September 8, 2005 | Commentary on Legal Issues
High on the Senate's post-recess agenda will be confirmation
hearings for Supreme Court nominee John Roberts. A potentially
tense Senate Judiciary Committee markup, followed by up to a week
of floor debate and a dramatic up-or-down vote by the full Senate
will dominate the Senate's September agenda.
But the struggle over Justice Sandra Day O'Connor's successor won't be the only show in town when Washington awakens from its summer slumber.
Many of the looming legislative battles involve spending. Meeting the spending goals adopted last spring in the annual budget resolution will require Congress to limit its seemingly insatiable appetite for new spending in several challenging ways.
We are likely to see the first effort in a decade to scale back runaway entitlement programs. Congress agreed to shave a total of $34.7 billion over the next five years from this part of the budget. This is a rounding error in the larger context of entitlement spending, but even this modest goal will prove daunting.
The pain will be spread around. Medicaid must be trimmed by $10 billion. Another $6 billion appears likely to come from much-needed reforms of the Pension Benefit Guaranty Corp. Even our heavily subsidized farm sector faces $3 billion in cuts.
Of course, any reduction in Medicaid's double-digit rate of growth will provoke unyielding opposition from the special interests that feed at the Medicaid trough and from liberal organizations that promote national health care. The National Governors' Association, however, recently weighed in with a list of useful reforms that lawmakers could embrace to take this baby step on the road to real reform.
Cutting the Pork
The budget agreement envisions a 1% reduction in federal spending in areas unrelated to national or homeland security. This will require the House and Senate Appropriations Committees and their many supplicants to restrain housing and job-training programs, Amtrak, farm subsidies, corporate pork, the National Endowment for the Arts, and other useless federal endeavors.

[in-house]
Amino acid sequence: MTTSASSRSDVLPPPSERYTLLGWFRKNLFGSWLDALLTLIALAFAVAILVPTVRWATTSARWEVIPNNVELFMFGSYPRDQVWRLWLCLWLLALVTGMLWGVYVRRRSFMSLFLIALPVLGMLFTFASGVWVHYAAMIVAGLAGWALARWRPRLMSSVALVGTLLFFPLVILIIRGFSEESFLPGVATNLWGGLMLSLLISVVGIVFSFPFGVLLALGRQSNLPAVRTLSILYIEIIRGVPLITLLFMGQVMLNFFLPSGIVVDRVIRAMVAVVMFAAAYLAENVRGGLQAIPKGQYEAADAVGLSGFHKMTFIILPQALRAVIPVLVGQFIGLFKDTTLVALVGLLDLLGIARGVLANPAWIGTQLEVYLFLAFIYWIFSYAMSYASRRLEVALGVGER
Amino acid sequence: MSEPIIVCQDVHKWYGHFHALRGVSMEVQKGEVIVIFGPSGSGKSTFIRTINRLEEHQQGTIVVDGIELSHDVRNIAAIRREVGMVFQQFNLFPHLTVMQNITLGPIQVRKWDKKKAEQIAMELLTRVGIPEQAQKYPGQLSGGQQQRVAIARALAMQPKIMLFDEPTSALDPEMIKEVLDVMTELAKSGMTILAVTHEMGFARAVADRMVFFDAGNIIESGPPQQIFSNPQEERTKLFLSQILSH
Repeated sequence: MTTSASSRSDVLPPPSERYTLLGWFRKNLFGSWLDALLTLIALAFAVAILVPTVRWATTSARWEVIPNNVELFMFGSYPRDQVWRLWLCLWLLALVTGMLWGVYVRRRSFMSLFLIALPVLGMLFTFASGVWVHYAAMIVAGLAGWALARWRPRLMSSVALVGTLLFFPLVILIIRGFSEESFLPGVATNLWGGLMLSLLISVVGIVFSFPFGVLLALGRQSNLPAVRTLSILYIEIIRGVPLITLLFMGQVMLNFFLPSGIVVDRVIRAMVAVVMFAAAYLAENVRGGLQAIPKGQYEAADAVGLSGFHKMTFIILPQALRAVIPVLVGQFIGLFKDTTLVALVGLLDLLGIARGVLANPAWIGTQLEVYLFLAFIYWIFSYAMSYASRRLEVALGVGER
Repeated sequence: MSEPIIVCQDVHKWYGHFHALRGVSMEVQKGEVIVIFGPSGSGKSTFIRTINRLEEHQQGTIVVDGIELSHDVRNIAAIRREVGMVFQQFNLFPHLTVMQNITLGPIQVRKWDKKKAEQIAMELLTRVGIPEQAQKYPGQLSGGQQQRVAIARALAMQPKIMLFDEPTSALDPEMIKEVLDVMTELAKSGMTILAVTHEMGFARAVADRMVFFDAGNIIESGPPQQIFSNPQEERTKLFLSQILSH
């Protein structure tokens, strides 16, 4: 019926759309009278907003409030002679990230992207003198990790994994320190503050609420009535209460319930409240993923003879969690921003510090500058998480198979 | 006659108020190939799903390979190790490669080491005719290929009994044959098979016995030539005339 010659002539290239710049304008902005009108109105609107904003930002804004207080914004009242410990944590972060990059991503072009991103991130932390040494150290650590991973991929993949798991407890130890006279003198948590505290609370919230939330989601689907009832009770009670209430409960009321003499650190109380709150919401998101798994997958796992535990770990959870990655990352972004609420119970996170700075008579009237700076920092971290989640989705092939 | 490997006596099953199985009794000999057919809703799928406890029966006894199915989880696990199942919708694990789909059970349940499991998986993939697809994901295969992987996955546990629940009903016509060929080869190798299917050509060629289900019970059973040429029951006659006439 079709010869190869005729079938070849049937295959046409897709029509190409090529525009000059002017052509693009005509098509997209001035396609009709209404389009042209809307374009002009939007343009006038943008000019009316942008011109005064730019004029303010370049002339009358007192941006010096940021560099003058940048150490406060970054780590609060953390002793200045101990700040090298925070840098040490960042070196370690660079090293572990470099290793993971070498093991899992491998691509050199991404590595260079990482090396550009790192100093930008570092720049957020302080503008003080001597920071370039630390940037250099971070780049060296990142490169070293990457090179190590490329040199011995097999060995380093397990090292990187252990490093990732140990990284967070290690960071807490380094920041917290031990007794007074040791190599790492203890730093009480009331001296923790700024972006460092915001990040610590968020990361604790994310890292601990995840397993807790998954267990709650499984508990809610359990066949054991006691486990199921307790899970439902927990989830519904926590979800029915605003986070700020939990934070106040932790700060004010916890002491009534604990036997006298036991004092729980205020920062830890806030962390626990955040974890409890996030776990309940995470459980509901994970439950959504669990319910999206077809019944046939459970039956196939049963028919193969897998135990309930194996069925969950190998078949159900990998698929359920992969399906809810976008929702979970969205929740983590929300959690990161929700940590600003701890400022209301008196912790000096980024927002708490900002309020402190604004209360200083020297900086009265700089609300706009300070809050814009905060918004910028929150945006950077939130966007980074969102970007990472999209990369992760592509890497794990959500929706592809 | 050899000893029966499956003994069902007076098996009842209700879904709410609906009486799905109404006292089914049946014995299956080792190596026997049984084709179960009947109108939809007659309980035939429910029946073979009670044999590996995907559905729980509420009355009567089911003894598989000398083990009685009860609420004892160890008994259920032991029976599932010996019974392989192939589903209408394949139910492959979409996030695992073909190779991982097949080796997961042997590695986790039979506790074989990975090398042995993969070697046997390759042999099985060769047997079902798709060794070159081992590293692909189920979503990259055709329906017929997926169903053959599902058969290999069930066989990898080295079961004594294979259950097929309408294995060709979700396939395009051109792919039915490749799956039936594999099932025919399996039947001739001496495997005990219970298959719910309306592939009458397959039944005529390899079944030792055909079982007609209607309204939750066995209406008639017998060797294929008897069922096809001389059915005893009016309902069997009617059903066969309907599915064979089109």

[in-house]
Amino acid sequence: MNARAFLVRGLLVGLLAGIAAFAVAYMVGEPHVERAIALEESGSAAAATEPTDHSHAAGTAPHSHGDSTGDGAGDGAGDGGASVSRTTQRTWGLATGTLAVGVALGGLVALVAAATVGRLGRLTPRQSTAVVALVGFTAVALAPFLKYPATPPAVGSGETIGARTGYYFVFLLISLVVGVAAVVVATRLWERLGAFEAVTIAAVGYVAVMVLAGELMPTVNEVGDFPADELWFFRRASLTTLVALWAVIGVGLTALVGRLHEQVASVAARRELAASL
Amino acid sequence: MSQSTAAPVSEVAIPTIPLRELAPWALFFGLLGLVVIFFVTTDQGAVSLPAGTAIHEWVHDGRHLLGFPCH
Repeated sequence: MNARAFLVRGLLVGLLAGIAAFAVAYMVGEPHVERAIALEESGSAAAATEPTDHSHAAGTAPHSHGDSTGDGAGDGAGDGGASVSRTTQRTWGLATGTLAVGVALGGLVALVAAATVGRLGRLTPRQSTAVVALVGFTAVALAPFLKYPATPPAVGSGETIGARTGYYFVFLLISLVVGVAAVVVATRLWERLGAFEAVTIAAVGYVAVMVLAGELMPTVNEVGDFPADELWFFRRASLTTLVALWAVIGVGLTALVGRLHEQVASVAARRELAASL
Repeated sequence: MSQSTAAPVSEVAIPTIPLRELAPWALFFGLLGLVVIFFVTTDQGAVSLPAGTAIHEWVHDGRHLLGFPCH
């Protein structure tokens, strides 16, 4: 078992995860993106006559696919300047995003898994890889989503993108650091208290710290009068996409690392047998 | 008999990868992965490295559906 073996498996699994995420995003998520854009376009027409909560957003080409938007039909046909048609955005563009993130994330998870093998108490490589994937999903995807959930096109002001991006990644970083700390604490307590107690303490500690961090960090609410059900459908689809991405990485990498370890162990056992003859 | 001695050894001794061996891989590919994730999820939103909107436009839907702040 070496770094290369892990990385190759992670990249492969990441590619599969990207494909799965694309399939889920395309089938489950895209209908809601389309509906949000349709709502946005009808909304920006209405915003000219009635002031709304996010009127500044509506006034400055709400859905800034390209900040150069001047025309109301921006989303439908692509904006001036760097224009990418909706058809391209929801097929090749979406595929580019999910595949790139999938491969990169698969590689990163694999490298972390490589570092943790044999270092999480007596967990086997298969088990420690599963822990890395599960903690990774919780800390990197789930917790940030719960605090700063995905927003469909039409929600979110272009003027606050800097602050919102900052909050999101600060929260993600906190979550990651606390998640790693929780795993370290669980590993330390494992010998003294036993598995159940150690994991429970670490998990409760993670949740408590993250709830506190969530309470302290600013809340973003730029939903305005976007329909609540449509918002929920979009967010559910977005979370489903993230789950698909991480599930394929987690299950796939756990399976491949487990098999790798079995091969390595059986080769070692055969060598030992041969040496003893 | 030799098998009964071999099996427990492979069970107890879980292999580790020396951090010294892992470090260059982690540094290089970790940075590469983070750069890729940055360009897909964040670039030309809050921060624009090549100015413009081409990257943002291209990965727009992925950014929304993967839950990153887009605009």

The need for even more restraint became apparent in the aftermath of Hurricane Katrina. The cleanup will spawn a massive emergency-spending request, likely to exceed the $20 billion Congress appropriated to assist New York after 9/11. Will Congress offset these expenditures with reductions elsewhere in the budget, as it did in the 1990s after the Northridge, Calif., earthquake and the massive floods in the Midwest? If not, expect the budget situation to deteriorate dramatically.
Finally, this year's budget may uncork the two-decade long effort to open up a small parcel of the Arctic National Wildlife Refuge (ANWR) to oil and natural-gas drilling. Although environmentalists and a stubborn band of two dozen House Republicans persist in opposing drilling in ANWR, the odds are better than ever that its energy cornucopia will finally reach America's consumers.
Also on the Agenda
If President Bush has his way, Congress will devote considerable time and effort to reforming Social Security. House Ways and Means Chairman Bill Thomas (R.-Calif.) presciently believes the real issue goes beyond Social Security and encompasses the entire spectrum of retirement issues. Both Thomas and Jim McCrery (R.-La.), who chairs the Social Security subcommittee, are known for their ability to pull legislative rabbits out of a hat, so it's too early to write off this presidential priority issue.
Meanwhile, conservatives should be wary of three bills:
Correction: In last week's column, I incorrectly stated the
Joint Committee on Taxation's estimated cost of repealing the death
tax. It is $300 billion, not $30 billion.
Mike Franc, who has held a number of positions on Capitol Hill, is vice president of Government Relations at The Heritage Foundation.
First appeared in Human Events